Independent panel on Phala Phala set to deliver crucial report on Thursday

File Picture: President Cyril Ramaphosa. Picture: GCIS.

File Picture: President Cyril Ramaphosa. Picture: GCIS.

Published Nov 15, 2022


Durban - The independent panel of experts tasked to determine whether President Cyril Ramaphosa has a case to answer regarding the Phala Phala farm scandal is expected to hand over their report to Parliament on Thursday.

The panel was formed after the ATM submitted a motion of no confidence against Ramaphosa.

The move came after former spy boss Arthur Fraser laid a criminal charge against Ramaphosa and former head of the Presidential Protection Unit, Wally Rhoode, for allegedly kidnapping and torturing five men and a woman to reveal where they had hidden millions in foreign currency stolen from the president’s farm.

ATM leader Vuyo Zungula submitted the motion for the National Assembly to initiate a Section 89 inquiry into Ramaphosa’s removal on the grounds of serious violation of the Constitution or the law and serious misconduct. The motion was supported by opposition parties including the EFF and UDM.

The panel was set to decide on whether there should be a Section 89 inquiry established.

Zungula, speaking to the Press Club yesterday, said the scandal had damaged the integrity of the executive, with allegations of serious crimes including money laundering and defeating the ends of justice.

National Assembly Speaker Nosiviwe Mapisa-Nqakula appointed former Chief Justice Sandile Ngcobo, former head of the Gauteng High Court Division, Judge Thokozile Masipa and advocate Mahlape Sello to the panel.

“The purpose of the panel is to say, based on information before them, if there is prima facie evidence that warrants Parliament to look into the matter, if this is the case when the report is handed over, members of Parliament will then receive a report and will have an opportunity to look at it and go to the House and have it debated and adopted.”

Zungula said this would require a 50% plus one vote in the house and the party would use legal avenues if the ANC used its majority to “protect the president”. If the motion is adopted, then Parliament has to set up an impeachment inquiry that will call the president and the head of the Presidential Protection Unit to appear before it.

“We submitted an impeachment motion because the veracity of the charges by Fraser warranted such a motion.”

Zungula said Ramaphosa should not remain in power while the investigation is ongoing as it “sends the wrong message that the president is above the law”.

“Imagine if all ministers, premiers, MECs and mayors feel the same. We are fighting for accountability and justice and that everyone is held accountable in terms of the law,” Zungula said.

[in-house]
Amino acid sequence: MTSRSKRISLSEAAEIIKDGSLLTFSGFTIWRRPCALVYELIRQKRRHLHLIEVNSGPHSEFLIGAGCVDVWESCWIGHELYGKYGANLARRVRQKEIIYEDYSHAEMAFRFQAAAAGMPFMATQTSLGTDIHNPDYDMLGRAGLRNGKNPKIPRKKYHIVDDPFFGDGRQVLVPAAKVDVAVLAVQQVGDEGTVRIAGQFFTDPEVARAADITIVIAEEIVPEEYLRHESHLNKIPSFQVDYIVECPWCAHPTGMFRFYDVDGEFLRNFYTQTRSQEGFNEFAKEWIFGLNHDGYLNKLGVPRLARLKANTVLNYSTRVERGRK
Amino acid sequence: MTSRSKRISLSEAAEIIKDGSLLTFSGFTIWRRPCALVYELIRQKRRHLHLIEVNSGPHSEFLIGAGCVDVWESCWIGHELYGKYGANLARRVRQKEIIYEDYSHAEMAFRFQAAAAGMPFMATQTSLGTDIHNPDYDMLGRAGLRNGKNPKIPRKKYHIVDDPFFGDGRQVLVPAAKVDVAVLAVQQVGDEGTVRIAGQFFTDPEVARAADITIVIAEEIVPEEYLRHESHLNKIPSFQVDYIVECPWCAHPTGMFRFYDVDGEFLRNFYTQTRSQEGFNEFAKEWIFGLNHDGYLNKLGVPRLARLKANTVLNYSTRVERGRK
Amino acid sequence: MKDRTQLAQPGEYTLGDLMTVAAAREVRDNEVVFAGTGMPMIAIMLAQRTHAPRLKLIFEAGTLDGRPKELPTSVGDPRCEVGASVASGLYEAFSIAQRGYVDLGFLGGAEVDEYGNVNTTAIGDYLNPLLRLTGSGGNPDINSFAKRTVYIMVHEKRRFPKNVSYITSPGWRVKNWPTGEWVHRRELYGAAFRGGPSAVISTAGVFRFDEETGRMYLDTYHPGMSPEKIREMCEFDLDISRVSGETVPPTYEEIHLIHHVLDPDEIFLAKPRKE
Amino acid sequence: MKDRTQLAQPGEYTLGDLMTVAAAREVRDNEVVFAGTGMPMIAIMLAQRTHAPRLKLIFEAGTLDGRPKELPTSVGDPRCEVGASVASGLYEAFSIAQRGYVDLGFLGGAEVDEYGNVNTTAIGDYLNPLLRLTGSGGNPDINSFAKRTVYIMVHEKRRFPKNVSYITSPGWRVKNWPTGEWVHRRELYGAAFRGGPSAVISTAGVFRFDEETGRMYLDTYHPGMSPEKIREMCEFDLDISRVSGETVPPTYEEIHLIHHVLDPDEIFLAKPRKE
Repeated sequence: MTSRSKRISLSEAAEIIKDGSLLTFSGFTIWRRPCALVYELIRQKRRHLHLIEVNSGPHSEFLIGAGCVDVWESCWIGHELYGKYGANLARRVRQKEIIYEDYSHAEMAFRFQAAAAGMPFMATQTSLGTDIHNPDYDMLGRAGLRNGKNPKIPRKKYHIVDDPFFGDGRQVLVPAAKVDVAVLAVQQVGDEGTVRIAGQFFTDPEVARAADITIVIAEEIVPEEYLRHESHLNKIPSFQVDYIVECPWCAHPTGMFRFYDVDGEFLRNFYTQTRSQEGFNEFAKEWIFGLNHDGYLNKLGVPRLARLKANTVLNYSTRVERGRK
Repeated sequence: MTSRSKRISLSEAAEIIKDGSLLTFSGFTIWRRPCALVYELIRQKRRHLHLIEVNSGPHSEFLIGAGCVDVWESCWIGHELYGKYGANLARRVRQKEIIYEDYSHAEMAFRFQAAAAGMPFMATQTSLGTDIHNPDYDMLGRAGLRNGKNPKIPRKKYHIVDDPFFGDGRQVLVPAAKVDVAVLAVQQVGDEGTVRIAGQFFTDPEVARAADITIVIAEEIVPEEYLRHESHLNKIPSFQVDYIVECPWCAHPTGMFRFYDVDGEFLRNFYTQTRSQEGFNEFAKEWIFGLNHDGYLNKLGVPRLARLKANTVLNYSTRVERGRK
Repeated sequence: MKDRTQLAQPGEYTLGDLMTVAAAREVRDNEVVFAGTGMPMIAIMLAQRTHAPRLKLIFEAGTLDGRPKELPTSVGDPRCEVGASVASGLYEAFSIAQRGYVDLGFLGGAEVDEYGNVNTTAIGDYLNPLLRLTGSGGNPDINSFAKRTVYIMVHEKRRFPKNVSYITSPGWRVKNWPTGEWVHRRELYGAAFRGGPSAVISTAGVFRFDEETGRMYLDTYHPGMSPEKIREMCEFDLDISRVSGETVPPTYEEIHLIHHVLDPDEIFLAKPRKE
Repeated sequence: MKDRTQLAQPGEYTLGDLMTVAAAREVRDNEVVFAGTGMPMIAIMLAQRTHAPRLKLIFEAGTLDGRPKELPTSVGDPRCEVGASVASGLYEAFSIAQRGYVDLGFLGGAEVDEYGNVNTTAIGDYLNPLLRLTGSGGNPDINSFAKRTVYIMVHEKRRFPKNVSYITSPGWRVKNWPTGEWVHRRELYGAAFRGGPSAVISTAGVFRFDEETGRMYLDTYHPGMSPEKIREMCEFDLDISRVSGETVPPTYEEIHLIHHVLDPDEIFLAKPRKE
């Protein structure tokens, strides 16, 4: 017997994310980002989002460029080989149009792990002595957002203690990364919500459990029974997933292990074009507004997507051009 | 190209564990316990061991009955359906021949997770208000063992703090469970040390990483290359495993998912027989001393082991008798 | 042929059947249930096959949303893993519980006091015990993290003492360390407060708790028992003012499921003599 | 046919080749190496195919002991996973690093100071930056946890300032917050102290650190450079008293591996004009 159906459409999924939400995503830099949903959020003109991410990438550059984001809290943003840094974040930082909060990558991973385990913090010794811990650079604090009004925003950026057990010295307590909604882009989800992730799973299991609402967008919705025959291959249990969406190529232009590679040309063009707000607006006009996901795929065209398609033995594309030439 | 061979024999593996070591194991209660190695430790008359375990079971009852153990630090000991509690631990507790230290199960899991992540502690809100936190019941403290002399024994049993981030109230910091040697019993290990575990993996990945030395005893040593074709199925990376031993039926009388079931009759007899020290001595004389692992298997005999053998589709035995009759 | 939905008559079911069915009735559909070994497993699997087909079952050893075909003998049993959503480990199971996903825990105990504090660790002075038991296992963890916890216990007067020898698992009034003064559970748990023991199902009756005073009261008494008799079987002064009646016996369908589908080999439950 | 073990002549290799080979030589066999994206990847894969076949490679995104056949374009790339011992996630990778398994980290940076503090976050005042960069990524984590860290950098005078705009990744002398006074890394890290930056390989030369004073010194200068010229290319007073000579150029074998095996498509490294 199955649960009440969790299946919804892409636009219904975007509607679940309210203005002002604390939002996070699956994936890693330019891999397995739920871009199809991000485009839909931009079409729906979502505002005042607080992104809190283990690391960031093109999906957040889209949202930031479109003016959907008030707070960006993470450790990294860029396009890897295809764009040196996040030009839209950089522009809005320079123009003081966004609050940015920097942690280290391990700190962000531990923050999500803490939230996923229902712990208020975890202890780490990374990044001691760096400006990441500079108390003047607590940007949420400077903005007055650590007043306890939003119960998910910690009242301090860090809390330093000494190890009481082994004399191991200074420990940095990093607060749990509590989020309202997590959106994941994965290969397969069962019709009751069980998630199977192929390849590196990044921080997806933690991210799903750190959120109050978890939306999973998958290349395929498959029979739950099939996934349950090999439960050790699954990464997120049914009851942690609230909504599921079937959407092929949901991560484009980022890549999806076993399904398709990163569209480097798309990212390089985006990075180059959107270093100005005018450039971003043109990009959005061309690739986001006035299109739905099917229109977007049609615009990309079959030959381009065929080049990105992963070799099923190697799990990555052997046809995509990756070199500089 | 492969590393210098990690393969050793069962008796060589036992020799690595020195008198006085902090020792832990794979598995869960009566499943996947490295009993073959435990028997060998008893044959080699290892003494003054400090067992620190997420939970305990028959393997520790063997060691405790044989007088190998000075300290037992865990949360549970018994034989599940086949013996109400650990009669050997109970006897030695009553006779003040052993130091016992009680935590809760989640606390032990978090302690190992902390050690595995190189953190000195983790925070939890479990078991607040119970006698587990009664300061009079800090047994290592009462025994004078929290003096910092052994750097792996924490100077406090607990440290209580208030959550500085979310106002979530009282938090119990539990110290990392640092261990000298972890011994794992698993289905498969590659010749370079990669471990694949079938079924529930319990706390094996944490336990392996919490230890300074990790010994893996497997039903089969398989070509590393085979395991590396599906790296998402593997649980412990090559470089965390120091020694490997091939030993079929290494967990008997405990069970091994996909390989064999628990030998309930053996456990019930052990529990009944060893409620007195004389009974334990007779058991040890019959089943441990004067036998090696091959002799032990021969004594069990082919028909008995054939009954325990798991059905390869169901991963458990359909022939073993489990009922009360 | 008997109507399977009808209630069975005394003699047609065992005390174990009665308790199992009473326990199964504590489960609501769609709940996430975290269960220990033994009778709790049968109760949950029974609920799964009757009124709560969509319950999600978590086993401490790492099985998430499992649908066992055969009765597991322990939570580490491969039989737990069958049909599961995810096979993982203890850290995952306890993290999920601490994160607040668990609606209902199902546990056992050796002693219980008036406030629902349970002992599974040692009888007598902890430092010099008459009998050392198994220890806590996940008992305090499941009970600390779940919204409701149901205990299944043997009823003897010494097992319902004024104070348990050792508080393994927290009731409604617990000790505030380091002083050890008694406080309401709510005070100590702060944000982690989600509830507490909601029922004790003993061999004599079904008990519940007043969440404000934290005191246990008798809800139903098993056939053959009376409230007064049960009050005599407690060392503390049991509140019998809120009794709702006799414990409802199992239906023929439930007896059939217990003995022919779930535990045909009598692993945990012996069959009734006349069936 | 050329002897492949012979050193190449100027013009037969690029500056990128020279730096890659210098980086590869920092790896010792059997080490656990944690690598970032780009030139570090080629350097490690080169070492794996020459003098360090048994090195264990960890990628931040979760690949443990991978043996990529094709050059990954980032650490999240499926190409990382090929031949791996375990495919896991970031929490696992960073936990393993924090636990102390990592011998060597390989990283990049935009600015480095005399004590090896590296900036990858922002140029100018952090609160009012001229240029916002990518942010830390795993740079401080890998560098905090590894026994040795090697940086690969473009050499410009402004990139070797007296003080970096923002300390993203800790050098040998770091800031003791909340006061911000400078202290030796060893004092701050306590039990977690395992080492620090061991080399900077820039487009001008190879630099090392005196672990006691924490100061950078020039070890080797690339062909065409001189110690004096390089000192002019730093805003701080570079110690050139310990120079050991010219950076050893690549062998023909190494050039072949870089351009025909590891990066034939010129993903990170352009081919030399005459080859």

He said that in previous terms, Parliament had failed in its constitutional duties to hold the executive to account, hence their willingness to go to court if the motion failed.

According to Parliament’s website, once the panel has reported, the Speaker must schedule the report for consideration by the Assembly.

In the event the Assembly resolves that a Section 89(1) inquiry be proceeded with, the matter must be referred to an Impeachment Committee to investigate.

In terms of Rule 129 (O), the committee must report back to the National Assembly with findings, recommendations and reasons for such findings and recommendations.

The rule dictates that the report must be scheduled for consideration and debated by the Assembly with due urgency.

Should the Section 89 Committee recommend the removal of a president from office, it would require at least a two-thirds majority vote to remove the president with immediate effect, as stated in the rule. This means at least 266 of the 400 members of the Assembly should vote in favour of the committee’s recommendation to remove a president from office.

At the weekend Ramaphosa reportedly told the party’s National Executive Committee (NEC) meeting that he was innocent, saying he had been gagged by the public protector and could not comment further on the matter.

The party’s integrity commission is reportedly deadlocked on the outcomes of a report that suggests Ramaphosa take a leave of absence until the scandal is investigated and concluded.

Ramaphosa reportedly told the meeting the money that had been stolen from his farm was paid by Sudanese businessman Mustafa Mohamed Ibrahim Hazim for buffalo and that all his business interests had been declared, and that he had not broken any law.

It has been reported that Nkosazana Dlamini Zuma was one of the NEC members who rejected the explanation, saying the president should step aside and raised issues with why the money had been hidden at the farm.

Other NEC members, including Lindiwe Sisulu, said it would be impossible to carry out an investigation while the president was still in office.

Ramaphosa had been criticised by former presidents Thabo Mbeki, Kgalema Motlanthe and Jacob Zuma for refusing to reveal the details of the scandal.